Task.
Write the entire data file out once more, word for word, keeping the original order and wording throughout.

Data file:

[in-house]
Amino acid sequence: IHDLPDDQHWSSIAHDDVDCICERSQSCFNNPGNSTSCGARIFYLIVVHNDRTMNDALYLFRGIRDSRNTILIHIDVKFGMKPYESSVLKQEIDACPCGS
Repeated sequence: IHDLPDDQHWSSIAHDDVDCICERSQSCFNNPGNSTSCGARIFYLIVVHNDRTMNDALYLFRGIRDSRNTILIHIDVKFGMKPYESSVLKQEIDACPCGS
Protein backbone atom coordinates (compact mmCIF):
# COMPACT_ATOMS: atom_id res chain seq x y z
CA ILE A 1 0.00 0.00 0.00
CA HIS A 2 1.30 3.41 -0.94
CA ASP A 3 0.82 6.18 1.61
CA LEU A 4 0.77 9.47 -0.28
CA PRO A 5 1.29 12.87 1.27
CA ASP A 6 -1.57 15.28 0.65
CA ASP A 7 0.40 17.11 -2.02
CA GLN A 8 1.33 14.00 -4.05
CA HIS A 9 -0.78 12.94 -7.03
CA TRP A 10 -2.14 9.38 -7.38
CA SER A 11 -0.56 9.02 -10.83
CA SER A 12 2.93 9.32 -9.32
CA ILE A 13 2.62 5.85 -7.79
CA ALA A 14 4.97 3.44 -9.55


[in-house]
Amino acid sequence: IHDLPDDQHWSSIAHDDVDCICERSQSCFNNPGNSTSCGARIFYLIVVHNDRTMNDALYLFRGIRDSRNTILIHIDVKFGMKPYESSVLKQEIDACPCGS
Repeated sequence: IHDLPDDQHWSSIAHDDVDCICERSQSCFNNPGNSTSCGARIFYLIVVHNDRTMNDALYLFRGIRDSRNTILIHIDVKFGMKPYESSVLKQEIDACPCGS
Protein backbone atom coordinates (compact mmCIF):
# COMPACT_ATOMS: atom_id res chain seq x y z
CA ILE A 1 0.00 0.00 0.00
CA HIS A 2 1.30 3.41 -0.94
CA ASP A 3 0.82 6.18 1.61
CA LEU A 4 0.77 9.47 -0.28
CA PRO A 5 1.29 12.87 1.27
CA ASP A 6 -1.57 15.28 0.65
CA ASP A 7 0.40 17.11 -2.02
CA GLN A 8 1.33 14.00 -4.05
CA HIS A 9 -0.78 12.94 -7.03
CA TRP A 10 -2.14 9.38 -7.38
CA SER A 11 -0.56 9.02 -10.83
CA SER A 12 2.93 9.32 -9.32
CA ILE A 13 2.62 5.85 -7.79
CA ALA A 14 4.97 3.44 -9.55